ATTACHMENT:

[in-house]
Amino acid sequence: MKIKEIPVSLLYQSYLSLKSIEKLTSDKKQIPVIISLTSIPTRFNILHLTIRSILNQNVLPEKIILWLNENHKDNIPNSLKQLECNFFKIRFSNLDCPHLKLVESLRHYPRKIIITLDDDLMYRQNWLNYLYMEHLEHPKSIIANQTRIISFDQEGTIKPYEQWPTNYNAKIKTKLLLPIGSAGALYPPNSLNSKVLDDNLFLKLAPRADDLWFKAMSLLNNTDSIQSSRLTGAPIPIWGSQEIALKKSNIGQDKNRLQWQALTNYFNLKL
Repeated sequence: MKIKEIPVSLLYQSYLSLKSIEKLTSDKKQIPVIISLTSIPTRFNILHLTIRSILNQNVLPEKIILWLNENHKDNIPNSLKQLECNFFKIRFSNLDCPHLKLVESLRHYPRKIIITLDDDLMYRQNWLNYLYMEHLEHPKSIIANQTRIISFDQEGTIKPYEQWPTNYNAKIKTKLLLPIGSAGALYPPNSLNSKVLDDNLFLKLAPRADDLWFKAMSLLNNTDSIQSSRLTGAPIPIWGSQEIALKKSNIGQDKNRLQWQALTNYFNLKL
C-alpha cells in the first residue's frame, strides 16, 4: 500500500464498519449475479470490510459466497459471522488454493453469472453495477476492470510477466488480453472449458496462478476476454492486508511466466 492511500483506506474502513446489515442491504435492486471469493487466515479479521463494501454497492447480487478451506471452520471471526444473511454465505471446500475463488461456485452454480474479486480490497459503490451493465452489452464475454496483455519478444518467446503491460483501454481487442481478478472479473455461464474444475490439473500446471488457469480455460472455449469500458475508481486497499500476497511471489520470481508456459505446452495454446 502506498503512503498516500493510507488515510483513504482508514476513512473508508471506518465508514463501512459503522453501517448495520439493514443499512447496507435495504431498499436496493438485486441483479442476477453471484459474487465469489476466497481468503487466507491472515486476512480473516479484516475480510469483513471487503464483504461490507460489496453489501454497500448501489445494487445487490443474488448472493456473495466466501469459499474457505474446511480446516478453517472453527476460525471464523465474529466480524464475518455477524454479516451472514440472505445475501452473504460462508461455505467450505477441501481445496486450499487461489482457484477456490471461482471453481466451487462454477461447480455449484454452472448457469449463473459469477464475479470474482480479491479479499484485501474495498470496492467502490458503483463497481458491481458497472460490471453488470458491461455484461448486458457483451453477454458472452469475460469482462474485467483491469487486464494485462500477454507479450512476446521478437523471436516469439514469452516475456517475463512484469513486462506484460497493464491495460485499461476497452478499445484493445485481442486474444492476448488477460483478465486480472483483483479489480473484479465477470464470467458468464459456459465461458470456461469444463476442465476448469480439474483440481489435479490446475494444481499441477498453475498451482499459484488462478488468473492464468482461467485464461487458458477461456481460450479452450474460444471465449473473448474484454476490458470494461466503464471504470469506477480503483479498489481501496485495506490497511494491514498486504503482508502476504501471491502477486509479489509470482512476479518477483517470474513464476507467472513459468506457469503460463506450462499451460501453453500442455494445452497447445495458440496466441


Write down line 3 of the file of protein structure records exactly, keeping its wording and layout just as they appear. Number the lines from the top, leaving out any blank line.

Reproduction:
Repeated sequence: MKIKEIPVSLLYQSYLSLKSIEKLTSDKKQIPVIISLTSIPTRFNILHLTIRSILNQNVLPEKIILWLNENHKDNIPNSLKQLECNFFKIRFSNLDCPHLKLVESLRHYPRKIIITLDDDLMYRQNWLNYLYMEHLEHPKSIIANQTRIISFDQEGTIKPYEQWPTNYNAKIKTKLLLPIGSAGALYPPNSLNSKVLDDNLFLKLAPRADDLWFKAMSLLNNTDSIQSSRLTGAPIPIWGSQEIALKKSNIGQDKNRLQWQALTNYFNLKL